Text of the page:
Patrick McDermott / AP

The most obvious explanation for Jordan Zimmermann’s recently flagging performance is fatigue. Once you look deeper, it is also the wrong explanation.

After he allowed the Cardinals a career-high eight earned runs in 3 2/3 innings Saturday, Zimmermann reached 164 2/3 innings on the season. Because the Nationals shut him down at 161 2/3 innings last year, he has never carried a workload like he’s had this season. Zimmermann had a 2.28 ERA in his first 21 starts and a 6.23 ERA in his last six, and so Zimmermann wearing down is a reasonable conclusion.

But his pitches suggest the opposite: Zimmermann may have been too strong on Saturday. This year, he has averaged 93.8 mph with his fastball. Saturday, he threw it 94.3 mph and touched 96.2. Zimmermann pitched on an extra day of rest Saturday, which he said often spells trouble.

“That’s probably why the velocity was up, and my control was terrible,” Zimmermann said. “I just got to focus on not overthrowing and stay within myself.

“I think I pitch a lot better when I’m on regular rest. My arm doesn’t have an extra day to recover and feel that much better. I don’t know if this is the right way of saying it – I pitch better when my arm is tired. Five days is perfect. Six, you got the extra day of rest, you feel that much stronger and loose and everything else.”

The problem of more power than usual mattered even more when he threw his slider, his best out pitch.

Zimmermann has averaged 86.4 mph with his slider this season. Saturday, he averaged 87.7 mph, and one slider zipped at 90 mph. Think about in golf, when you strike a putt too hard and the ball rolls through the break of the green rather than riding it and curving toward the hole. Zimmermann was throwing his slider through the break. Essentially, he turned a wicked slider into a so-so cutter.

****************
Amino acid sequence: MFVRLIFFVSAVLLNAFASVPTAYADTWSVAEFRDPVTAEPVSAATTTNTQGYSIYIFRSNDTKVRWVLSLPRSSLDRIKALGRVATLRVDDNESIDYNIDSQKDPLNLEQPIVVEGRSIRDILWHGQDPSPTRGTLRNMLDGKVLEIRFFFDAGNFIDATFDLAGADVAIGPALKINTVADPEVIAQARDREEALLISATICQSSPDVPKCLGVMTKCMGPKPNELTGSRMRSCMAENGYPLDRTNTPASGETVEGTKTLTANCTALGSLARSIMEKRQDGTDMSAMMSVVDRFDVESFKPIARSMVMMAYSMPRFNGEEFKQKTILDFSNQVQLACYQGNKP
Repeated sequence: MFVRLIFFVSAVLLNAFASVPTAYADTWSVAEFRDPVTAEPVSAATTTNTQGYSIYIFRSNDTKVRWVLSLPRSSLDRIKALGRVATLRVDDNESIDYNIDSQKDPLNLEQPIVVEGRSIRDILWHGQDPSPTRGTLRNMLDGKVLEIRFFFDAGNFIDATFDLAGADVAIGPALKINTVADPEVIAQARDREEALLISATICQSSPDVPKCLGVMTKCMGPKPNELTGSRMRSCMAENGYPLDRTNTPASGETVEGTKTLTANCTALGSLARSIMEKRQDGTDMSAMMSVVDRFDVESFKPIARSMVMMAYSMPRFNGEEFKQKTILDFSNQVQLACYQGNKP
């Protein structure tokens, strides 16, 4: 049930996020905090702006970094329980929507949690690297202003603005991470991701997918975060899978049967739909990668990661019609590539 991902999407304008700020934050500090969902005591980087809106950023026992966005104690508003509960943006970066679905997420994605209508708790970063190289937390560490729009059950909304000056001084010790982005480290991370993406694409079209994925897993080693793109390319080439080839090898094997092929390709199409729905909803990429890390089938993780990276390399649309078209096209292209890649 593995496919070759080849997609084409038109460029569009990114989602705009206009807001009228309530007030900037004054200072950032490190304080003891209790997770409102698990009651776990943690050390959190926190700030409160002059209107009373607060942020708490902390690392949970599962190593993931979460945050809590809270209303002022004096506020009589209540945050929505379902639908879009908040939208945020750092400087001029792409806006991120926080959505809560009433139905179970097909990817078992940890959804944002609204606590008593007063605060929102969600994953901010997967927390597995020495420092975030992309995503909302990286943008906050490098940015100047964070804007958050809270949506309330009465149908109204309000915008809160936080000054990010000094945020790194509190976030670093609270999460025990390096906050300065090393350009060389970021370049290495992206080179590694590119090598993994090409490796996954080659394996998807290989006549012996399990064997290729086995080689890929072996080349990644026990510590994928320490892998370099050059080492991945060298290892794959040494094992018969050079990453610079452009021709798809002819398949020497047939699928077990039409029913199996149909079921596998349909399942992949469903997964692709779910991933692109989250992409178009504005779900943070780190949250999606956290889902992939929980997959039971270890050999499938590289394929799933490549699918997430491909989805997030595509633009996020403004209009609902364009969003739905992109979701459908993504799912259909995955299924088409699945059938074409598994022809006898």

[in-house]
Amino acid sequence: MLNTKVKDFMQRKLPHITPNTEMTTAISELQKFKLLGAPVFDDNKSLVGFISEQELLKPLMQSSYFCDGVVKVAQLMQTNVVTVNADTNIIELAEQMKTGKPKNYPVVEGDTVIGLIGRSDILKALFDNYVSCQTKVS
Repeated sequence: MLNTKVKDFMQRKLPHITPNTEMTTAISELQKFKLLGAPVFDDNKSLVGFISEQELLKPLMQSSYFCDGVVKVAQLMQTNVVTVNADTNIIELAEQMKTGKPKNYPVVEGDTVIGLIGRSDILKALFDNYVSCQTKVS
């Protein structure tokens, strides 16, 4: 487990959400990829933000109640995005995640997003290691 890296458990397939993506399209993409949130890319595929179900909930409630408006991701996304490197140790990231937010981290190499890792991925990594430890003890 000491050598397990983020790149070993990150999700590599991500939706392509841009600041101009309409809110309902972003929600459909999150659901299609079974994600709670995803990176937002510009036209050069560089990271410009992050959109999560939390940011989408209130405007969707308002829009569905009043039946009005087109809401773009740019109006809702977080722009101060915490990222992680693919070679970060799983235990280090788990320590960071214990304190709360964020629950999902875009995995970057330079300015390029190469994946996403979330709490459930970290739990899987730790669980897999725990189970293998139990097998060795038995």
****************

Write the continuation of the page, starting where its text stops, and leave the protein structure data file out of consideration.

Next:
“It’s definitely too hard,” Zimmermann said. “I don’t want it too hard. It doesn’t move as much, and it’s that much closer to my fastball. That’s when I get myself in trouble. I need a little differential there.”

For several starts in July, Zimmermann had trouble loosening up before starts. It would take him 10 or 15 tosses before he could get the feeling of inflammation out of his shoulder before a start. “Then he got nice and loose and he was fine,” Manager Davey Johnson said. “I was really concerned then, but through all that he pitched great.”

Zimmermann said his shoulder is no longer an issue. Both he and Johnson agreed his issue Saturday was mechanical, not physical. In his delivery, he would open his front shoulder too early, which caused the ball to stay up and over the plate.  

“When you open up and jump at the hitter, the elbow drops and the slider is flat,” Johnson said. “That’s what he was doing against the Cardinals.”

This afternoon, Zimmermann threw his usual bullpen session and focused on fixing the flaw.  “I really felt good, and I got it straightened out,” Zimmermann said.” Everything went well.”

Zimmermann will make his next start Thursday against the Cubs. It will be another step into uncharted territory, approaching 170 innings. But he insists he feels great, and with playoff baseball a distinct possibility, he does not think that will change.

“I don’t see myself tiring anytime soon,” Zimmermann said. “So that’s a good thing.”